Ideally, students will use their hands to explore; however, some students have such severe physical disabilities that they may use touch receptors in their tongue, on their cheeks, or inside of their arms. In all cases, you need to encourage the student’s active participation (even if only partial) in accessing information.

Providing Effective Tactile Representation
To determine whether tactile information is truly representative of a specific concept, the representation must be tactilely
salient and meaningful. Because it is natural for sighted teachers to have a visual perspective, it is difficult to make tactile adaptations that make sense tactilely.

For example, tactile outlines of items (e.g., string glued to a drawing of a house) may be used to represent different concepts but may not be recognized tactilely or understood by the student. Although miniatures are convenient because of their size and are easy to handle, they are based on visual characteristics of the objects they represent. For example, a small plastic dog has no tactile characteristics in common with a real dog. Similarly, a miniature of a house, while visually recognizable, does not resemble a house when examined tactilely. A key that the student has used to open the front door of his house will form a more accurate concept of “house.”

Experiment with what can be perceived tactilely by blindfolding yourself and examining the adaptation using
only your sense of touch. In addition, avoid misconceptions as much as possible. For example, in a kindergarten classroom, a student brought a glass paperweight with a rose in it for show and tell. He talked about the rose as he
passed it around the class. When a classmate who has no vision and limited language was allowed to hold the paperweight, he was confused when told “it’s a rose.” More appropriate language should be used to describe what this student is experiencing (e.g., “round,” “smooth,” “heavy,” and “glass”). If this student is to understand the meaning of “rose,” then you need to provide a real rose, so the student can perceive its shape, texture, size, and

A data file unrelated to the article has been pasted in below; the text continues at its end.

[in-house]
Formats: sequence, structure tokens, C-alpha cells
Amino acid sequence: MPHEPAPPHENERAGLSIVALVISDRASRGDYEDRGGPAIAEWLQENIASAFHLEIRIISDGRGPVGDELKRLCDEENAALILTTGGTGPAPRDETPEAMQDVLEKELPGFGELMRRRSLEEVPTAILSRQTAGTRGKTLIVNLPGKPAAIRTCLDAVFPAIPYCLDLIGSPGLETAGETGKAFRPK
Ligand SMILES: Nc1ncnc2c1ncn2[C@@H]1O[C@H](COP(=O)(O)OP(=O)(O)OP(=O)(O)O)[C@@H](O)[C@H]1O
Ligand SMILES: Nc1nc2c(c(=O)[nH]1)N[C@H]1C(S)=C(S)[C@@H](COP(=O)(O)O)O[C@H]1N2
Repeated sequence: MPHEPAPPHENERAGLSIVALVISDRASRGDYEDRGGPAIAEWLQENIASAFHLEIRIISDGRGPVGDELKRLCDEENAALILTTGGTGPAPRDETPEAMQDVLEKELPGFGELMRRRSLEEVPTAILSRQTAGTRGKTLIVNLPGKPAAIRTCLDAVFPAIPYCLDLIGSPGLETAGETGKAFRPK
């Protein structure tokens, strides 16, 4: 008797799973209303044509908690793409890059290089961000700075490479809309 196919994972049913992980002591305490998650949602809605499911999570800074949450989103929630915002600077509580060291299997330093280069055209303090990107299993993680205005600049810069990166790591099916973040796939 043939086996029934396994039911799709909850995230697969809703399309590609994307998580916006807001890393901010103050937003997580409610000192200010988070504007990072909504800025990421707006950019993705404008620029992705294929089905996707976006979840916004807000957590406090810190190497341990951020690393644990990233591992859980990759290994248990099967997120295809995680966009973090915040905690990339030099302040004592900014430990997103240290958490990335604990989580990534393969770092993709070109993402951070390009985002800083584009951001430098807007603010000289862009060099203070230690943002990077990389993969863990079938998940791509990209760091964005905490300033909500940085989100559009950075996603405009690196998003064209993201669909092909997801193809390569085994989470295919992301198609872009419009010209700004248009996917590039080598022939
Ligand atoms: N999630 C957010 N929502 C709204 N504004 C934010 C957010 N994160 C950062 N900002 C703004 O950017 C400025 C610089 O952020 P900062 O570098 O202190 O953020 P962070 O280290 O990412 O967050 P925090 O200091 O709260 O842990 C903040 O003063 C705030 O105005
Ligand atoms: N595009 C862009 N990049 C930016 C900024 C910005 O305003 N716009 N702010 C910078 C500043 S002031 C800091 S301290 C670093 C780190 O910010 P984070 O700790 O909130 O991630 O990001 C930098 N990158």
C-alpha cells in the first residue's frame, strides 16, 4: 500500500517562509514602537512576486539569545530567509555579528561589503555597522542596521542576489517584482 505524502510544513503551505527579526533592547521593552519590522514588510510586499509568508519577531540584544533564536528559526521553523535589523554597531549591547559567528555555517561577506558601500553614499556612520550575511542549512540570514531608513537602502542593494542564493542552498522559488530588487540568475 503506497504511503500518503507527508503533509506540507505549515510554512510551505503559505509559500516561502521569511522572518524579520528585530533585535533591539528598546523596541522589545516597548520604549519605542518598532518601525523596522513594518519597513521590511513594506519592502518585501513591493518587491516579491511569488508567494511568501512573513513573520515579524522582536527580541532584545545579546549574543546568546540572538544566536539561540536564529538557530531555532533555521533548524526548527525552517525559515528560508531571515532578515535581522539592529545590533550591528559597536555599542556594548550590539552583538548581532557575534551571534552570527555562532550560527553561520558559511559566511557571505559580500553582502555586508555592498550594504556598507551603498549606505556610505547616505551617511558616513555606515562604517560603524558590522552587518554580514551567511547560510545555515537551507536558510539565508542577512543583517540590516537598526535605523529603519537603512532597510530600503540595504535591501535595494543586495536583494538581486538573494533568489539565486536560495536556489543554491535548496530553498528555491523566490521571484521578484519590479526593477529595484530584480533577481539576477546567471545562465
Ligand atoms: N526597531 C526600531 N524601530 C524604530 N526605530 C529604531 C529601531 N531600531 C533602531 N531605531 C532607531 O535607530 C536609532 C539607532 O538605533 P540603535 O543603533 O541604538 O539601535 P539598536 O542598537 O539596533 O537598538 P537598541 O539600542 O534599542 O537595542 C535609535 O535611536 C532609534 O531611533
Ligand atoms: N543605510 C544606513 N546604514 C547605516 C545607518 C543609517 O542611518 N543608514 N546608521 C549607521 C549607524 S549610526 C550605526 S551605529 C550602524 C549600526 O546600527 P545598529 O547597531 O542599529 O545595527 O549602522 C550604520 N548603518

scent (see Figure 2 for other considerations).

Figure 2: Considerations for Developing Tactile Adaptations

1. Identify the objective of the lesson or the instructional
2. Select the materials to convey this concept.
3. Close your eyes and examine the material with your
4. Take a tactile perspective, not visual, when deciding to present.
5. If the entire concept (e.g., house) is too complicated through a tactile adaptation, then select one aspect (e.g., key) for the tactile representation.
6. Consider the student's previous tactile experiences. he or she examined?
7. How does the student examine materials through
8. Decide how the item will be introduced to the student.
9. Identify what supports the student needs to tactilely item.
10. Decide what language input (descriptive words) convey the student's experience of the material.

Hyperresponsivity to Touch
Some students demonstrate strong reactions to tactile information, even though this may be the best way for them to receive information. These reactions are often referred to as tactile defensiveness and treated as a negative characteristic of the student. Some people have a low sensory threshold and are hyperreactive or hyperresponsive to certain sensory stimulation (Williamson & Anzalone, 2001). Tactile responsivity is simply the degree to which an individual responds to tactile stimulation. Some individuals can tolerate considerable and varied amounts of tactile input without much reaction (e.g., tactile hyporesponsivity), while others are very sensitive to certain types of tactile input (tactile hyperresponsivity). These responses vary from person to person. Some people can wear certain fabrics next to their skin while others cannot.

Teachers must be aware of and respect these individual differences. Teachers should not take students’ hands and physically make them touch materials if they are not willing to do so (Smith, 1998). If students are forced to have aversive tactile experiences, they are less likely to explore tactilely. The term tactile defensiveness has a negative connotation that may interfere with effective intervention. If the student has a sensory modulation problem that results in hyperresponsiveness, then the educational team should include an occupational therapist. Creative ways to bypass this problem and assist the student to handle tactile information are needed.

A Team Effort
Making appropriate tactile accommodations (instructional strategies or materials) cannot be left to one member of the team (i.e., the teacher certified in the area of visual impairment). A team effort is required, with different team members contributing their skills, knowledge, experiences, and ideas (Downing, 2002; Silberman, Sacks, & Wolfe, 1998). A special educator specifically trained in the area of visual impairments and blindness can be helpful with teaching ideas and tactile resources. Depending on this teacher’s professional training and experiences, however, he or she may be unfamiliar with the types of accommodations a particular student may need. The student who is blind, has spoken language, and reads braille has very different learning needs from those of a student who does not speak, does not read braille, and has limited receptive language. Relying on one specialist to meet the tactile needs of a student who is blind with additional severe disabilities should be avoided. The ideas of all members of the team are needed, including family members and classmates who do not have disabilities (Downing, 2002). This way tactile adaptations and strategies are more likely to be used at home and school and with peers.